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Inside Innovation: Pushing back against a second COVID-19 wave with low-tech solutions

John Bleasby
Inside Innovation: Pushing back against a second COVID-19 wave with low-tech solutions

Canada’s economy is slowly coming back to life as COVID-19 cases drop to manageable levels.

However, medical experts warn that a second wave of the virus is possible due to recent increases in human interaction. They emphasize the need for continued vigilance to counter any public complacency.

Technology has a role to play in preventing any further spread of COVID-19 on worksites. Entry gateways equipped with thermal cameras can measure body temperatures before workers enter, notifying managers when a reading exceeds 100 F. Wristbands or badges can issue audio or visual alerts when distances between workers become too close, providing both an immediate warning as well as logging individual employee movement for contact tracking purposes. Monitoring can be supplemented with video cameras that provide real-time surveillance.

However, some technology solutions can be intrusive and therefore troublesome.

For example, mobile apps that track employee movements off-site present serious privacy issues. Employers requiring regular COVID testing must know how to handle test results with discretion and be prepared to deal with compliance refusals on medical or religious grounds.

Such issues can place employers in the difficult position of deciding whether or not to allow a worker back onsite.

Yet, virus prevention does not need to rely solely on technology. Sometimes the simplest solutions are the most effective.

For example, ask employees to complete questionnaires concerning their current health and recent travel. In terms of worksite behaviour, stagger shifts to maintain correct distancing and assign workers to specific site areas to minimize chance encounters.

One U.S. company has reportedly appointed “COVID ambassadors” within their work crews to ensure that site protocols are maintained. While not foolproof, these offer a level of confidence and security for fellow workers.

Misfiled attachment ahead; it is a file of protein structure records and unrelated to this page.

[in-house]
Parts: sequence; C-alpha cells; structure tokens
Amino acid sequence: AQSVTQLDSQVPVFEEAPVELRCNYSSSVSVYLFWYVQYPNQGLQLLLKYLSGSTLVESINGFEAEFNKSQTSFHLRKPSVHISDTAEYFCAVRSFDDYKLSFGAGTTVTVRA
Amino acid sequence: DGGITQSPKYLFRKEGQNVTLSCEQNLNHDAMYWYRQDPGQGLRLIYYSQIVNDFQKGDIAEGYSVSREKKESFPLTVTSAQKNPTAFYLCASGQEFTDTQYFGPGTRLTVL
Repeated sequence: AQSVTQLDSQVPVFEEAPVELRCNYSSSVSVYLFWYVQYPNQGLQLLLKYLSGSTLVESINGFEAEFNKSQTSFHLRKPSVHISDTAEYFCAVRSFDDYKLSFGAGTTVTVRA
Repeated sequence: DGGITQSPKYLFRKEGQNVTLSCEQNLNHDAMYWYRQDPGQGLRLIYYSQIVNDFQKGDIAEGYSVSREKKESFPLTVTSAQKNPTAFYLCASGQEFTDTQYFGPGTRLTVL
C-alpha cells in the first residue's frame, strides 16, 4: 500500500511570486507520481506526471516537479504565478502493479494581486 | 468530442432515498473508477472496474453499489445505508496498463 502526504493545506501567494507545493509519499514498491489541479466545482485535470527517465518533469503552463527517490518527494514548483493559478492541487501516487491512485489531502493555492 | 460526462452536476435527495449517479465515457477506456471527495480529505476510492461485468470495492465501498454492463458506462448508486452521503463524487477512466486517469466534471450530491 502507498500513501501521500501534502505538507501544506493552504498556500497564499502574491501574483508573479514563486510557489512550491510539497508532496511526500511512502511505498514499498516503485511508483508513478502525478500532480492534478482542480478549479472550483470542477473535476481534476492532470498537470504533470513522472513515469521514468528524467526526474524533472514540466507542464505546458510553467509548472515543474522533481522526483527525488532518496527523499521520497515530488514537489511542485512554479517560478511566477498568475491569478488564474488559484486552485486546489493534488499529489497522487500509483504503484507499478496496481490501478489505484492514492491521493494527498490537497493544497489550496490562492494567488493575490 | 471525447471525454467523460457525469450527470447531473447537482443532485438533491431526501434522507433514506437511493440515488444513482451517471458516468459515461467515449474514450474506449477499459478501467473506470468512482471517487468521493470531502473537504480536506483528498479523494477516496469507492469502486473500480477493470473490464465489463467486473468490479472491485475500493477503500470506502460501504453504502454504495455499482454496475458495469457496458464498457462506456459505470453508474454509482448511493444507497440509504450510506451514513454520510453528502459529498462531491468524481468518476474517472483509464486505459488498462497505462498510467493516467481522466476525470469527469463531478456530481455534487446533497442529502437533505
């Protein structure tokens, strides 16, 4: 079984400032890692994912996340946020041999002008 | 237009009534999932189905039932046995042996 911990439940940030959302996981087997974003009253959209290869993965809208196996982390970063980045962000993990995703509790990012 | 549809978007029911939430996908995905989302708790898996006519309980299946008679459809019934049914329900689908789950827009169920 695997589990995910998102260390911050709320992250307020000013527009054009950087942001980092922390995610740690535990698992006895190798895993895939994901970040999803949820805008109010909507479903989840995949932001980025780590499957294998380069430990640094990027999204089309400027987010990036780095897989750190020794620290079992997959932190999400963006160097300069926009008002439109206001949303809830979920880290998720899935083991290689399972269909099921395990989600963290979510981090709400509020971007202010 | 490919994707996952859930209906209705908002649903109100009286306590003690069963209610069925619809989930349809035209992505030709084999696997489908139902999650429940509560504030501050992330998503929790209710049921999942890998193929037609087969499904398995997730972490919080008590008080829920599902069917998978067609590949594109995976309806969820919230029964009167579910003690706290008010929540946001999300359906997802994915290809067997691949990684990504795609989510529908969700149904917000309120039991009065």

In a study published by the medical journal PLOS titled, Can self-imposed prevention measures mitigate the COVID-19 epidemic? authors Zhang, Tao, Shen, Fairley and Guo discuss how individual prevention strategies can often be the most effective, once workers are properly educated.

“Social distancing and hand washing are effective strategies well accepted by most people.”

Wearing a facemask is a basic precaution anyone can take to reduce the risk of COVID-19 spread in enclosed areas of the jobsite.

“The importance of facemask usage should not be overlooked,” write the study authors, drawing attention to the documented success of facemasks during previous outbreaks of SARS and influenza as well as in clinical settings for COVID-19.

“In addition to the prevention of air transmission of aerosol, facemasks may also block the frequent contacts between hand and nose.”

However, facemasks present a particular problem — many individuals are resistant due to personal discomfort issues on hot summer days, while others simply refuse for reasons of personal conviction.

Getting the required buy-in from workers isn’t always easy, especially with younger ones who feel invincible. Furthermore, supervising any company safety protocols such as facemask usage and correct distancing can be a challenge when sites are widely spread out.

Many mask wearers may simply not be aware of the correct breathing method required.

Saskatchewan-based Somatic Breath Therapy and Behaviour Analyst L. V. Kusch suggests nasal breathing only, not mouth-breathing.

“Mouth breathing dries the airway, restricts alveolar intake and gives you zero protection from any particles you inhale. This triggers the sympathetic nervous system and a whole host of physical responses best known as the flight or fight response,” she explains.

She also suggests that breaths should be light but not shallow and that masks should be dry at all times and changed or washed regularly.

It’s important that supervisory staff set a good example by wearing facemasks themselves and by making masks freely available. Awareness of the health risks and wage losses associated with the possible closing of a site must be messaged continuously.

Whether through technology or employee education and self-discipline, construction companies need to demonstrate concern for the health of their workers by taking actions to prevent the arrival of a second COVID wave.

 

John Bleasby is a Coldwater, Ont.-based freelance writer. Send comments and Inside Innovation column ideas to editor@dailycommercialnews.com.

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